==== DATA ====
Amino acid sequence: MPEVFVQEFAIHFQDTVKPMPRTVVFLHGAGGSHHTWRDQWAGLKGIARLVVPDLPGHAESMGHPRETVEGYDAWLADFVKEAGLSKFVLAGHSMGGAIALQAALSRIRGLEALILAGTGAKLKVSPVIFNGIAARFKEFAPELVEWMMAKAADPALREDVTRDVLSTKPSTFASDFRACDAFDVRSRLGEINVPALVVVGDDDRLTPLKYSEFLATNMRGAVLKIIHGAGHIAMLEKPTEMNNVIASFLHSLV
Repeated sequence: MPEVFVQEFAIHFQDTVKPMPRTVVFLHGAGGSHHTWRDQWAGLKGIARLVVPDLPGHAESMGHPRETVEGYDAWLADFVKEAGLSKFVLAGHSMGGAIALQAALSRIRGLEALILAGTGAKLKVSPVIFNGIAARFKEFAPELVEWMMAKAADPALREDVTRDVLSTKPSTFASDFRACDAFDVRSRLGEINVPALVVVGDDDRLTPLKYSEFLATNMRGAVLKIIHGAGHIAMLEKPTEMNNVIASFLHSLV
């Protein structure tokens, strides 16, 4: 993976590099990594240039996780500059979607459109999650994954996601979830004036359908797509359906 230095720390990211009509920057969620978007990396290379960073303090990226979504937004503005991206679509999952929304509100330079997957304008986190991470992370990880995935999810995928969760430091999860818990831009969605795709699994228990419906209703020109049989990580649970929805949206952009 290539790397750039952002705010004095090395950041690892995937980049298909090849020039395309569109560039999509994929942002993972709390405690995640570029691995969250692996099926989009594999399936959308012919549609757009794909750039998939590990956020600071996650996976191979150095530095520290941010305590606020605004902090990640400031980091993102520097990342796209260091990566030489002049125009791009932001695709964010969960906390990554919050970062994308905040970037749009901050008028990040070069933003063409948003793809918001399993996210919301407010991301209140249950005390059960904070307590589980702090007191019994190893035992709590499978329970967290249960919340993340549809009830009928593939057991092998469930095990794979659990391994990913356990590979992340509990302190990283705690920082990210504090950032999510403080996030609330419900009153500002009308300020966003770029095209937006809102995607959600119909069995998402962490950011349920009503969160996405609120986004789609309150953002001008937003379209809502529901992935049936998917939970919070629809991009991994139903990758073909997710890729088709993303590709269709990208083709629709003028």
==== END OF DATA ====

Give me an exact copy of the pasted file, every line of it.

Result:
Amino acid sequence: MPEVFVQEFAIHFQDTVKPMPRTVVFLHGAGGSHHTWRDQWAGLKGIARLVVPDLPGHAESMGHPRETVEGYDAWLADFVKEAGLSKFVLAGHSMGGAIALQAALSRIRGLEALILAGTGAKLKVSPVIFNGIAARFKEFAPELVEWMMAKAADPALREDVTRDVLSTKPSTFASDFRACDAFDVRSRLGEINVPALVVVGDDDRLTPLKYSEFLATNMRGAVLKIIHGAGHIAMLEKPTEMNNVIASFLHSLV
Repeated sequence: MPEVFVQEFAIHFQDTVKPMPRTVVFLHGAGGSHHTWRDQWAGLKGIARLVVPDLPGHAESMGHPRETVEGYDAWLADFVKEAGLSKFVLAGHSMGGAIALQAALSRIRGLEALILAGTGAKLKVSPVIFNGIAARFKEFAPELVEWMMAKAADPALREDVTRDVLSTKPSTFASDFRACDAFDVRSRLGEINVPALVVVGDDDRLTPLKYSEFLATNMRGAVLKIIHGAGHIAMLEKPTEMNNVIASFLHSLV
């Protein structure tokens, strides 16, 4: 993976590099990594240039996780500059979607459109999650994954996601979830004036359908797509359906 230095720390990211009509920057969620978007990396290379960073303090990226979504937004503005991206679509999952929304509100330079997957304008986190991470992370990880995935999810995928969760430091999860818990831009969605795709699994228990419906209703020109049989990580649970929805949206952009 290539790397750039952002705010004095090395950041690892995937980049298909090849020039395309569109560039999509994929942002993972709390405690995640570029691995969250692996099926989009594999399936959308012919549609757009794909750039998939590990956020600071996650996976191979150095530095520290941010305590606020605004902090990640400031980091993102520097990342796209260091990566030489002049125009791009932001695709964010969960906390990554919050970062994308905040970037749009901050008028990040070069933003063409948003793809918001399993996210919301407010991301209140249950005390059960904070307590589980702090007191019994190893035992709590499978329970967290249960919340993340549809009830009928593939057991092998469930095990794979659990391994990913356990590979992340509990302190990283705690920082990210504090950032999510403080996030609330419900009153500002009308300020966003770029095209937006809102995607959600119909069995998402962490950011349920009503969160996405609120986004789609309150953002001008937003379209809502529901992935049936998917939970919070629809991009991994139903990758073909997710890729088709993303590709269709990208083709629709003028």